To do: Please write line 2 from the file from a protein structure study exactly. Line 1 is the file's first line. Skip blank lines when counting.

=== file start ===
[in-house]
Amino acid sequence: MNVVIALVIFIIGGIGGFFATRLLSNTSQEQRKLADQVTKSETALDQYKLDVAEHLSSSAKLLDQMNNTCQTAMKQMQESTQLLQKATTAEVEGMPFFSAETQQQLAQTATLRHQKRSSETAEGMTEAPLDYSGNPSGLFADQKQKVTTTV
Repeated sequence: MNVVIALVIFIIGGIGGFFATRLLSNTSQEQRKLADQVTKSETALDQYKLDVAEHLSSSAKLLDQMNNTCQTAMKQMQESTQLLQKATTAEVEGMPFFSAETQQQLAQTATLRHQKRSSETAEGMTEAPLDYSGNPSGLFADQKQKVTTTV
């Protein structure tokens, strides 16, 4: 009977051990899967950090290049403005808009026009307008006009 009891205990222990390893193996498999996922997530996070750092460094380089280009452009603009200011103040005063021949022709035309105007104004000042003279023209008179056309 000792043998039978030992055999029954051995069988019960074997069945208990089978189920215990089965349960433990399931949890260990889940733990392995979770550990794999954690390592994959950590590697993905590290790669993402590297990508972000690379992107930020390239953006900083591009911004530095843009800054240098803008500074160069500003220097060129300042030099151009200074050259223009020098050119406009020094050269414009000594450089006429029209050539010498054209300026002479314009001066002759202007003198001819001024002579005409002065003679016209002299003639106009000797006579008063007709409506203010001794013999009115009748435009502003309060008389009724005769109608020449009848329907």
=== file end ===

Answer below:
Amino acid sequence: MNVVIALVIFIIGGIGGFFATRLLSNTSQEQRKLADQVTKSETALDQYKLDVAEHLSSSAKLLDQMNNTCQTAMKQMQESTQLLQKATTAEVEGMPFFSAETQQQLAQTATLRHQKRSSETAEGMTEAPLDYSGNPSGLFADQKQKVTTTV